During the war years dockyard activity at Cockatoo Island was frantic, as the island became the major shipbuilding and dockyard facility for the Pacific region after the fall of Singapore. Hundreds of ships from the RAN and US Navy were docked at Cockatoo for refitting and repairs. Wartime dockings totalled 750 vessels, of which 395 were merchant ships and 350 were naval ships. Work was particularly lengthy because many of the ships were seriously damaged and required long periods in dry dock. Eleven RAN ships required repairs including Australia and Hobart. Hobart had suffered extensive damage, notably to the stern, which was only just hanging on with two propellers and shafting blown off. Australia had suffered considerable damage after being attacked by Kamikaze pilots at the Philippine landings.
This year marked an important change for Cockatoo Island. Vickers Limited, an engineering company based in London took over the majority of the shares in the Cockatoo Docks and Engineering Company Pty Ltd. Vickers had been invaluable to Cockatoo during World War II, providing much needed technical aid and training support.
The Daring class destroyer program began. These were based on a British design. Voyager and Vampire were built at Cockatoo and completed by the late 50s. It was the first time ‘all-welded’ hulls were to be built in Australia. Lack of expertise in this area meant that some of Cockatoo’s technical staff was sent to the United Kingdom to learn the new techniques required. Cockatoo gained a lot of experience in all-welded ship construction and became a leader in the field, advising shipyards throughout Australia. The increased threats from both air and submarine attack meant the destroyer had greater defence responsibilities. The destroyers provided aircraft carrier escort, and gunfire support to the Fleet. Their strong, light construction combined high speed with maximum armament, which included the big guns, lighter anti-aircraft guns, torpedo launchers and anti-submarine mortars. HMAS Voyager sank after a tragic night-time collision with HMAS Melbourne when routine manoeuvres went tragically wrong. Voyager was cut in two, leading to the death of 82 sailors.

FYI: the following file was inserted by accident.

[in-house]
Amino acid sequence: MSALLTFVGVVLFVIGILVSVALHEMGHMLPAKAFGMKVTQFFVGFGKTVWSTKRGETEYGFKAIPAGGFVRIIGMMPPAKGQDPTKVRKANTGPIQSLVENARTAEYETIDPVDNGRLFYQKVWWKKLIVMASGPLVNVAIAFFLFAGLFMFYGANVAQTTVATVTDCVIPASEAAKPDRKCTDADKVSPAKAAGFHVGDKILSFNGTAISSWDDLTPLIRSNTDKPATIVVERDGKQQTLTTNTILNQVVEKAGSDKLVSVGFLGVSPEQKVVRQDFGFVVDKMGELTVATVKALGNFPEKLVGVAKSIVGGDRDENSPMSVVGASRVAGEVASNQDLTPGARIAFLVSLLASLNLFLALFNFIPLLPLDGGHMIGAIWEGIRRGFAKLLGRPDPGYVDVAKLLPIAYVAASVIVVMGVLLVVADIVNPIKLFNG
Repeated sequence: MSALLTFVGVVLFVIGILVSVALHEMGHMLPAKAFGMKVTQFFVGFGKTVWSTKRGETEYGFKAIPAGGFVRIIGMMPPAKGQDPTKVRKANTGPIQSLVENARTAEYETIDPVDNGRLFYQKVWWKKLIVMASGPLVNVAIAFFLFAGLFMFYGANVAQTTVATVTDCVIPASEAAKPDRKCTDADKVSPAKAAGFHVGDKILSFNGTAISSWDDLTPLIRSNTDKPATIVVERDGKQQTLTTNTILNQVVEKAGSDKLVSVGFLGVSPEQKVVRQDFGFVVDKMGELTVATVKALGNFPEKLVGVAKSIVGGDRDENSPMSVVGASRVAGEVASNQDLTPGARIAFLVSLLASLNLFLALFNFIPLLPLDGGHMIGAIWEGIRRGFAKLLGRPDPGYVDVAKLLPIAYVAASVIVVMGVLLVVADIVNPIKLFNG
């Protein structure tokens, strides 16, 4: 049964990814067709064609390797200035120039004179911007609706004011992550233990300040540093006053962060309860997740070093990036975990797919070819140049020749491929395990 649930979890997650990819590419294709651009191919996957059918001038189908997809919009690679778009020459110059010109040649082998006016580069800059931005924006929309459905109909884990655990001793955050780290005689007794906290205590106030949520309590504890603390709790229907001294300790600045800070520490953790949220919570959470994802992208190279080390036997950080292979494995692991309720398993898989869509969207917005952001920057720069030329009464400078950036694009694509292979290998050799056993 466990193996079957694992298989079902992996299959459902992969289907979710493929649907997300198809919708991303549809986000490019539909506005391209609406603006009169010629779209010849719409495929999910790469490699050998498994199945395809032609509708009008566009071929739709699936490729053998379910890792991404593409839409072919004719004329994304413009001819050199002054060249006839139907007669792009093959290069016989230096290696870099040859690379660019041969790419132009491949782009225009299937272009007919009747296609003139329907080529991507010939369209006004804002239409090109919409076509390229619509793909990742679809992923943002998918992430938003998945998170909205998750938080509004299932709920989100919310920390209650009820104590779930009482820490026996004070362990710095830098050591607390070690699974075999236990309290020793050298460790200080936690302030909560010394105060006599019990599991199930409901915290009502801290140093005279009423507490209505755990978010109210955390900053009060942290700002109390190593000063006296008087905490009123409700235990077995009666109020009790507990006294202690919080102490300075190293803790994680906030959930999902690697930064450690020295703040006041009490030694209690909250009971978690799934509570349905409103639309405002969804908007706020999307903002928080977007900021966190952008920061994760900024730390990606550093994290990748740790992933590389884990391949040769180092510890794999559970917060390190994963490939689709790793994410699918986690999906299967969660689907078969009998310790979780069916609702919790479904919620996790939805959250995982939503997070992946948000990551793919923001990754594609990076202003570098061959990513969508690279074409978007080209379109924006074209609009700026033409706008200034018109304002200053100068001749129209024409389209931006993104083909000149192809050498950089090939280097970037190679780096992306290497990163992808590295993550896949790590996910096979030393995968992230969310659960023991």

Construction of Type 12 frigates commenced. HMA Ships Parramatta and Stuart were completed by 1961 and 1963 respectively. Their peacetime role involved patrolling and surveillance; escort duties in ocean and coastal water; command and control of maritime forces and navigation and seamanship training. They were considered to be very sophisticated frigates. Stuart was the first ship to be fitted with the IKARA anti-submarine guided missile. IKARA was an innovative Australian development that was later adopted by foreign navies.
Cockatoo Dockyard received very few orders for naval vessels. Indeed, they were very disappointed when in 1962 the Government ordered two guided-missile destroyers, Hobart and Perth, from the United States. HMAS Brisbane was ordered a year later. Several ships were constructed at Cockatoo after this time, however the dockyard was forced to look for outside work. Cockatoo won the contract to build the merchant ship Empress of Australia.